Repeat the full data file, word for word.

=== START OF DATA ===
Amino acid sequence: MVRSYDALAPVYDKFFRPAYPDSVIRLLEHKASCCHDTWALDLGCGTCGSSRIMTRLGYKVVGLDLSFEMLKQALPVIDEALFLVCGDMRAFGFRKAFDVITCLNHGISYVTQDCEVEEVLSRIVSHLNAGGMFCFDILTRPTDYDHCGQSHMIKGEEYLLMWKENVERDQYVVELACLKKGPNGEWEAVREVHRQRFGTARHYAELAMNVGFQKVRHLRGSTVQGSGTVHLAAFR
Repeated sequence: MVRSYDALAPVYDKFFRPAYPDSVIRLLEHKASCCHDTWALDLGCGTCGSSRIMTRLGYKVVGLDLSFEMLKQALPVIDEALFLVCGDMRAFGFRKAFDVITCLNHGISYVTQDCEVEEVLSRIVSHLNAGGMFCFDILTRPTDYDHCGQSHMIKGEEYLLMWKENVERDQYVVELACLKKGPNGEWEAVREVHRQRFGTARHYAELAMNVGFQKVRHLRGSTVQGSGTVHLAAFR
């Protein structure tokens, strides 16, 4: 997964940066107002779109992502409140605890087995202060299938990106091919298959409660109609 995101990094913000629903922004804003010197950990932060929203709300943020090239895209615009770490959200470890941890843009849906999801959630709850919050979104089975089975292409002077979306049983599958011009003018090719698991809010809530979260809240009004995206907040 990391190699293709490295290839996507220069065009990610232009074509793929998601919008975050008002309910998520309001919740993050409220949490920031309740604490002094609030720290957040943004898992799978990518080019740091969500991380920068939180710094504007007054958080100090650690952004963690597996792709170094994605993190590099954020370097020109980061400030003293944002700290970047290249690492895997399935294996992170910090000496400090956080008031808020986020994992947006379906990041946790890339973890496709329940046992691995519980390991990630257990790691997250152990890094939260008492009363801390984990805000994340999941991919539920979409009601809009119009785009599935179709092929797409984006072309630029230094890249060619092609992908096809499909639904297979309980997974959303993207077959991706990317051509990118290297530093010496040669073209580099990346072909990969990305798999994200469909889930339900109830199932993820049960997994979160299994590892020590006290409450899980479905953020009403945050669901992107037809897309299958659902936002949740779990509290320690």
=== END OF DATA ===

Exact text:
Amino acid sequence: MVRSYDALAPVYDKFFRPAYPDSVIRLLEHKASCCHDTWALDLGCGTCGSSRIMTRLGYKVVGLDLSFEMLKQALPVIDEALFLVCGDMRAFGFRKAFDVITCLNHGISYVTQDCEVEEVLSRIVSHLNAGGMFCFDILTRPTDYDHCGQSHMIKGEEYLLMWKENVERDQYVVELACLKKGPNGEWEAVREVHRQRFGTARHYAELAMNVGFQKVRHLRGSTVQGSGTVHLAAFR
Repeated sequence: MVRSYDALAPVYDKFFRPAYPDSVIRLLEHKASCCHDTWALDLGCGTCGSSRIMTRLGYKVVGLDLSFEMLKQALPVIDEALFLVCGDMRAFGFRKAFDVITCLNHGISYVTQDCEVEEVLSRIVSHLNAGGMFCFDILTRPTDYDHCGQSHMIKGEEYLLMWKENVERDQYVVELACLKKGPNGEWEAVREVHRQRFGTARHYAELAMNVGFQKVRHLRGSTVQGSGTVHLAAFR
């Protein structure tokens, strides 16, 4: 997964940066107002779109992502409140605890087995202060299938990106091919298959409660109609 995101990094913000629903922004804003010197950990932060929203709300943020090239895209615009770490959200470890941890843009849906999801959630709850919050979104089975089975292409002077979306049983599958011009003018090719698991809010809530979260809240009004995206907040 990391190699293709490295290839996507220069065009990610232009074509793929998601919008975050008002309910998520309001919740993050409220949490920031309740604490002094609030720290957040943004898992799978990518080019740091969500991380920068939180710094504007007054958080100090650690952004963690597996792709170094994605993190590099954020370097020109980061400030003293944002700290970047290249690492895997399935294996992170910090000496400090956080008031808020986020994992947006379906990041946790890339973890496709329940046992691995519980390991990630257990790691997250152990890094939260008492009363801390984990805000994340999941991919539920979409009601809009119009785009599935179709092929797409984006072309630029230094890249060619092609992908096809499909639904297979309980997974959303993207077959991706990317051509990118290297530093010496040669073209580099990346072909990969990305798999994200469909889930339900109830199932993820049960997994979160299994590892020590006290409450899980479905953020009403945050669901992107037809897309299958659902936002949740779990509290320690």